Navigant Research Blog

Key Takeaways from the CPP Oral Arguments

— September 30, 2016

AnalyticsOn Tuesday, September 27, the hottest ticket in Washington, DC was for a seat in the courtroom to hear oral arguments in the US Environmental Protection Agency’s (EPA’s) Clean Power Plan (CPP) appeals. Below are some key takeaways from the proceedings.

Oral arguments were thorough and the judges were well-prepared. The discussion took almost twice as long as scheduled; the court allotted 218 minutes for arguments, and the hearing lasted nearly 7 hours.

Transforming the Sector?

A key issue was whether or not the CPP rule is transformative to the electric sector. The EPA is walking a fine line here because it wants to tout the positive impacts the rule will have on climate change and air pollution without indicating that the CPP is transformative enough to warrant a clear directive statement from Congress. Questions included whether the Clean Air Act was intended for this purpose, and what to do when Congress fails to act. The fact that a number of utilities intervened in support of the EPA and spoke to the issue of the ongoing shift to low-carbon generation sources (e.g., natural gas and renewables) may weaken petitioners’ case that the EPA overstepped its authority, meaning congressional action is required for such a change.

At Navigant, we have been modeling regulations on CO2 from power plants since President Obama first announced that this kind of regulation would be a part of his Climate Action Plan in 2013. A number of factors, including continuing low gas prices and ever lower renewable costs, make emissions reduction actions more cost-effective. This is to say that the CPP is not as costly to achieve in our current future outlook than it appeared a few years ago. The court’s focus on this point indicates that the judges recognize the nature of the ongoing energy transformation may be in line with current trends.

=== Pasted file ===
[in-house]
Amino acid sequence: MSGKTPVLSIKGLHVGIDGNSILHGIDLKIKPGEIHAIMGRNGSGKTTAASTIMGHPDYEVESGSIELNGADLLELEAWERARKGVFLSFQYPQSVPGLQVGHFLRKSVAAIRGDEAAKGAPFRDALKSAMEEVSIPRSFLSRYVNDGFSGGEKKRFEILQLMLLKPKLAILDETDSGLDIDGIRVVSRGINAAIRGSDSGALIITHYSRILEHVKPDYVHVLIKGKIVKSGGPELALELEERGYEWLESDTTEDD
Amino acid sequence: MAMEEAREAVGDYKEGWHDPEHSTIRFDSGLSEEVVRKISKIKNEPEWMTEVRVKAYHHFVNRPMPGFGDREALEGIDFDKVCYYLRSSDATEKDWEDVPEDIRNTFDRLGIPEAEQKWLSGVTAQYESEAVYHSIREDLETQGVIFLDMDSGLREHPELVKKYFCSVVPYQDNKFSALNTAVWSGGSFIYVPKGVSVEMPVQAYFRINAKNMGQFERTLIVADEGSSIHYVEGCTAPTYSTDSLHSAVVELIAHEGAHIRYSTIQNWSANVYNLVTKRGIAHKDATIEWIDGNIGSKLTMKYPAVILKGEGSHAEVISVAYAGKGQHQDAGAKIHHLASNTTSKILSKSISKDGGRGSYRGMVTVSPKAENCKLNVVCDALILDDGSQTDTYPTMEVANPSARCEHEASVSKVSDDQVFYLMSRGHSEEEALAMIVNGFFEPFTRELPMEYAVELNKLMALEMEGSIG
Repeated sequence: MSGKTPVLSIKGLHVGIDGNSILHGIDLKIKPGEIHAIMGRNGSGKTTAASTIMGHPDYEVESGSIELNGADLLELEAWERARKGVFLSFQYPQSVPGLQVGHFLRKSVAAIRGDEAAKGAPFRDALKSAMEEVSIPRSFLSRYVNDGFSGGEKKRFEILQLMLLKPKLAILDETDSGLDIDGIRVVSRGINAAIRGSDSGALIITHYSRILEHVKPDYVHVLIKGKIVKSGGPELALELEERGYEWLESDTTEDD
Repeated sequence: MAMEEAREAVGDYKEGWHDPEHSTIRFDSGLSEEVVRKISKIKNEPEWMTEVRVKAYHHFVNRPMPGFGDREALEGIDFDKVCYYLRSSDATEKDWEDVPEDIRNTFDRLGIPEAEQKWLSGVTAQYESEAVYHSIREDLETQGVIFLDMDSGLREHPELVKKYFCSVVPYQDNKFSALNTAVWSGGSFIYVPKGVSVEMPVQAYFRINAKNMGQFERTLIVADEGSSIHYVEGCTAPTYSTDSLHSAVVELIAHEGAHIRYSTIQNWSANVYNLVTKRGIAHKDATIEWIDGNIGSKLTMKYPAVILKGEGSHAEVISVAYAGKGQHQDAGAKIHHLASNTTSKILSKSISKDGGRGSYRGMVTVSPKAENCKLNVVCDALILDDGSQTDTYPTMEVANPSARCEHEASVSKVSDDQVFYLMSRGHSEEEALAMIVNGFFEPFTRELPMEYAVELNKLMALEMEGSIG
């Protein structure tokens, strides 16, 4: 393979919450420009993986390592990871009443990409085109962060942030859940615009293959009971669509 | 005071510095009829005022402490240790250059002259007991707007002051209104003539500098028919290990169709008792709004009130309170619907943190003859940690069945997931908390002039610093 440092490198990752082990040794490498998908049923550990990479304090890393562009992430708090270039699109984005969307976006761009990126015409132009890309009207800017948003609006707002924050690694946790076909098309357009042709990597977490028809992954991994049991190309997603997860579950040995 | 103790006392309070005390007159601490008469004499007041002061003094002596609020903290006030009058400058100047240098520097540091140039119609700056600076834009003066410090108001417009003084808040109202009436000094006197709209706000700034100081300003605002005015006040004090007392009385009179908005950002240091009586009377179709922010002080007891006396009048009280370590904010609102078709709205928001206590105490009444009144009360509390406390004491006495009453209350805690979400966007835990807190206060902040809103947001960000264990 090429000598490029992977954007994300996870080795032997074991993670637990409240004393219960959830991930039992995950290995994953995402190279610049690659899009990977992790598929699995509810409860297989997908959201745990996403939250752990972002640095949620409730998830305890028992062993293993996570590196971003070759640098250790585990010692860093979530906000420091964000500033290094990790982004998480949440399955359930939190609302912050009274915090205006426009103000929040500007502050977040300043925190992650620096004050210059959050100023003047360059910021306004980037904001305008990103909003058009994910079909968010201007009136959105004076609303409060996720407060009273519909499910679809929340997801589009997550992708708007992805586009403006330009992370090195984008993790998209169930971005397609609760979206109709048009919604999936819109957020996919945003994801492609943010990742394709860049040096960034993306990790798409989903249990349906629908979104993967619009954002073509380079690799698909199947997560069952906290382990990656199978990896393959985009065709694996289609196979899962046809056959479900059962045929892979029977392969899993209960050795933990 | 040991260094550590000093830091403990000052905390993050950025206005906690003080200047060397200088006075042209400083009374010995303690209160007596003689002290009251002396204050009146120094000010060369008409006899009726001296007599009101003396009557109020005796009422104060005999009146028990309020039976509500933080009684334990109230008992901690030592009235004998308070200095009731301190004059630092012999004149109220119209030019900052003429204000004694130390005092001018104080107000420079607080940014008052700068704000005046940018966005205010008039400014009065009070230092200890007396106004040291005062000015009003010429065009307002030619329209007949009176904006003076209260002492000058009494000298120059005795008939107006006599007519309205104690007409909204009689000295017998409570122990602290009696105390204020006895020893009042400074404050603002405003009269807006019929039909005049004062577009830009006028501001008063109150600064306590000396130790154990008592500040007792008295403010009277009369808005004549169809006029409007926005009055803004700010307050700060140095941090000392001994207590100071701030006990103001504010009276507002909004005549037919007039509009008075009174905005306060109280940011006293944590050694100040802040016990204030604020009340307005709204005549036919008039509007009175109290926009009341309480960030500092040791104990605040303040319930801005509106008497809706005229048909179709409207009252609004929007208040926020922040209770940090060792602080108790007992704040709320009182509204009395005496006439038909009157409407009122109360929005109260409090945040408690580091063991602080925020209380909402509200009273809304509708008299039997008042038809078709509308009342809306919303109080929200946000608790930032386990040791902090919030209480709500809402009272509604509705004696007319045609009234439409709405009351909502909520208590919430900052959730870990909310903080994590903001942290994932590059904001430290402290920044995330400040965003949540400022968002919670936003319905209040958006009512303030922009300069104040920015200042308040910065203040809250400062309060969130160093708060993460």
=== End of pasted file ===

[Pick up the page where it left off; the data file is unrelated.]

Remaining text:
Other challenges brought in front of the judges on Tuesday included whether a Best System of Emission Reduction (BSER) that extends beyond the fence line (i.e., outside of the regulated generation plant) is allowed under section 111(d) of the Clean Air Act. Based on feedback from attendees, this issue did not seem as contentious as originally expected. Discussions on differences between the House and Senate versions of the 1990 Clean Air Act amendments also seemed less contentious than originally thought.

Procedural Notice

The other challenge that I found interesting was the issue of procedural notice. Petitioners’ challenge that there are major differences between the proposed and final rules and contend that the EPA should have reissued the rule allowing for additional comments prior to finalizing it. If the judges agree, the court may not have to rule on the merits of the case and the CPP could be sent back to the EPA for additional comments. At that point, it would be up to the next president and administration to move the CPP forward. Under those circumstances, the reissued CPP would also likely see appeals through the DC Circuit and US Supreme Court, likely pushing back compliance.

The case was heard in front of 10 judges, 6 Democratic appointees, and 4 Republican appointees. Regardless of the DC Circuit’s decision (expected in early 2017), most agree that this case is likely to be appealed to the US Supreme Court. In its current makeup, the Supreme Court is largely assumed to be split 4‑4 on the issue.

 

New Technologies and Systems Widening the Solar Market

— September 30, 2016

Rooftop SolarUntil recently, most solar installations have been set up to generate the maximum kilowatt-hours per day/year possible. This was because the incentive programs in place only took into account the overall production of a plant. This is not an issue in regions with low solar PV penetration in their energy mix, but it’s becoming a problem in areas with high solar penetration relative to the peak demand, such as in California, south Germany, northern Chile, and southwestern United Kingdom. As I have argued before, all kilowatt-hours are not equal, but since the two most common policy incentives (feed-in tariffs and net metering) treat them as equal, installers choose to maximize generation.